King Goodwill Zwelithini. Picture: THE TIMES
King Goodwill Zwelithini. Picture: THE TIMES

Cosatu in KwaZulu-Natal has accused Zulu King Goodwill Zwelithini of hogging tracts of land through the controversial Ingonyama Trust, saying that it could be developed and used to free the poor from poverty.

The union federation is calling for a "frank and constructive engagement" over the composition and role of the Ingonyama Trust and how the land it controls can be utilised to benefit the poor.

The Ingonyama Trust was established on the eve of the 1994 political transition as a special vehicle under the Zulu king. The trust owns 29.67% of the land in KwaZulu-Natal, equivalent to 28,000km².

Zwelithini has vented his anger at suggestions of a review of the Ingonyama Trust’s status. Last week, he called on President Cyril Ramaphosa to present himself to explain his government’s stance on various issues, including the trust.

The call for a review of the Ingonyama Trust first came from a high-level panel led by former president Kgalema Motlanthe, which recommended that Parliament scrap the law allowing the trust to control land in KwaZulu-Natal.

Zwelithini said anyone who touched the Ingonyama Trust was declaring war against the Zulu nation. He called on every Zulu to donate R5 towards a fund to take on the government on this issue.

Now Cosatu has entered the fray. Its leader in KwaZulu-Natal, Edwin Mkhize, said delegates at the federation’s recent provincial congress resolved that there must be no sacred cows when it comes to giving land to the poor.

He said the federation fully supported the expropriation of land without compensation but also wanted to see wholesale reform and changes to the status quo on the land under the Ingonyama Trust.

"Cosatu, in principle supports the introduction of communal land reform, which in our view should contain the mechanisms to ensure the democratisation of the allocation of land rights at community levels, including the functioning of traditional leadership. This includes ensuring the protection of the rights of women especially those who are heads of households.

"When you come to KwaZulu-Natal, you cannot talk about land without touching the issue of Ingonyama Trust. We know this is a very sensitive issue but our provincial congress has mandated the leadership to focus on the land debate.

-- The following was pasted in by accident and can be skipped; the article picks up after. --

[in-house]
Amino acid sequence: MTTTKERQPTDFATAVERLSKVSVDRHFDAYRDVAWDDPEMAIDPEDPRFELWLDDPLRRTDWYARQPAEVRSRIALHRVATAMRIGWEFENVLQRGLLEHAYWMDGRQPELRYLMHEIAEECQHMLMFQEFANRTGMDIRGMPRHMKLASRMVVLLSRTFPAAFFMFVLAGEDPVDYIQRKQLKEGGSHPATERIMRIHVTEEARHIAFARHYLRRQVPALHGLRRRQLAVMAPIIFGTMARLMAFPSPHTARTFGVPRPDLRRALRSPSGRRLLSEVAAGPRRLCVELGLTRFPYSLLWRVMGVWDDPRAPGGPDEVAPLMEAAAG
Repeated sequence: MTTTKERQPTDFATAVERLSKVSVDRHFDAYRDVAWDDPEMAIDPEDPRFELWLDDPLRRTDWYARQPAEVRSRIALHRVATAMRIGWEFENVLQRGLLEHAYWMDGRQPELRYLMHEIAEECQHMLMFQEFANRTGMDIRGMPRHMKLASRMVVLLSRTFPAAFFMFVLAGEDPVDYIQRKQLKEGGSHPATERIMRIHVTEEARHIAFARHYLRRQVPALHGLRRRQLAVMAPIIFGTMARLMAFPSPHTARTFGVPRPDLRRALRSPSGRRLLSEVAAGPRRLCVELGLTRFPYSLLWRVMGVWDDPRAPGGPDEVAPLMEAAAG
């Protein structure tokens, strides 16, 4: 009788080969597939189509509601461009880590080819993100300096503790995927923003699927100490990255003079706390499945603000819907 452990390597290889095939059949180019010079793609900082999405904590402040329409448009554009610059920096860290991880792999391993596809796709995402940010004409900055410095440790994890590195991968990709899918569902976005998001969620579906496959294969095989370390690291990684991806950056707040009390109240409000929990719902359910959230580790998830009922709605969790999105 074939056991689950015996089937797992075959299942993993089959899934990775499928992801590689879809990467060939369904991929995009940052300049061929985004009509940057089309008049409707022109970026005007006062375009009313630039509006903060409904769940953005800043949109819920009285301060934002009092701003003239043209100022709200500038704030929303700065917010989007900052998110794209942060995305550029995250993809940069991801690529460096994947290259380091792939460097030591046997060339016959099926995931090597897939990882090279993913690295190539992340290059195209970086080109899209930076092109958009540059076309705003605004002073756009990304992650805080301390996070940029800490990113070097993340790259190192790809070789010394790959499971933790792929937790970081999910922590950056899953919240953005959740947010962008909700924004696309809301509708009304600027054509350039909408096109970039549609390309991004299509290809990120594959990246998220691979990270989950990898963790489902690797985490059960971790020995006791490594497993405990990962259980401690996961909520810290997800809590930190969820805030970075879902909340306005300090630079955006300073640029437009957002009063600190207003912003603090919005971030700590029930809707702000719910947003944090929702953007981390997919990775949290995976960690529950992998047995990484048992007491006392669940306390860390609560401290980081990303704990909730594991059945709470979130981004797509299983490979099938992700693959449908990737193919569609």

"We have got to look at all the dynamics, like what does it means for people who live in areas under Ingonyama Trust, what is their protection. You could live on land and develop it over a period of many years and an induna would come and say move and kick you out. What would be your protection?" Mkhize asked.

The April edition of the African Communist, the SACP’s mouthpiece, contains a paper by left-wing academics Prof Jabulani Sithole and Percy Ngonyama, in which they argue that the king and other traditional leaders and their supporters were wrong in preventing discussion on how the land under the trust could be better utilised to benefit the poor.

The paper argues that political leaders should not kow-tow to the Zulu king but should instead ask critical questions on how the land under the Ingonyama Trust had been neglected and allowed to contribute nothing to the upliftment of the poor, rural people, despite its vast potential.

"The amakhosi in KwaZulu-Natal in general, and the Zulu king in particular, have threatened to call on their subjects to take up arms to defend land under the Ingonyama Trust if the need arose. There are flaws in the emotional response of the main supporters of the Ingonyama Trust land arrangement.

"This line of argument ignores the fact that what is regarded as customary law has not been immune to contamination by the expedient political consideration of successive colonial and apartheid administration since the mid-19th century in what is now KwaZulu-Natal," the paper says.

Prince Thulani Zulu, spokesperson for the Zulu king, said on Wednesday that Zwelithini would not entertain comments from people seeking media attention and headlines.

"As far as issues concerning Ingonyama Trust is concerned, I think the questions should be directed at the board [of the trust]. … If people have any issue with what the king has articulated, they must formally approach and engage him through the correct channels. Until they do that we will not comment on these statement because doing so would be a waste of time and effort," said Prince Zulu.

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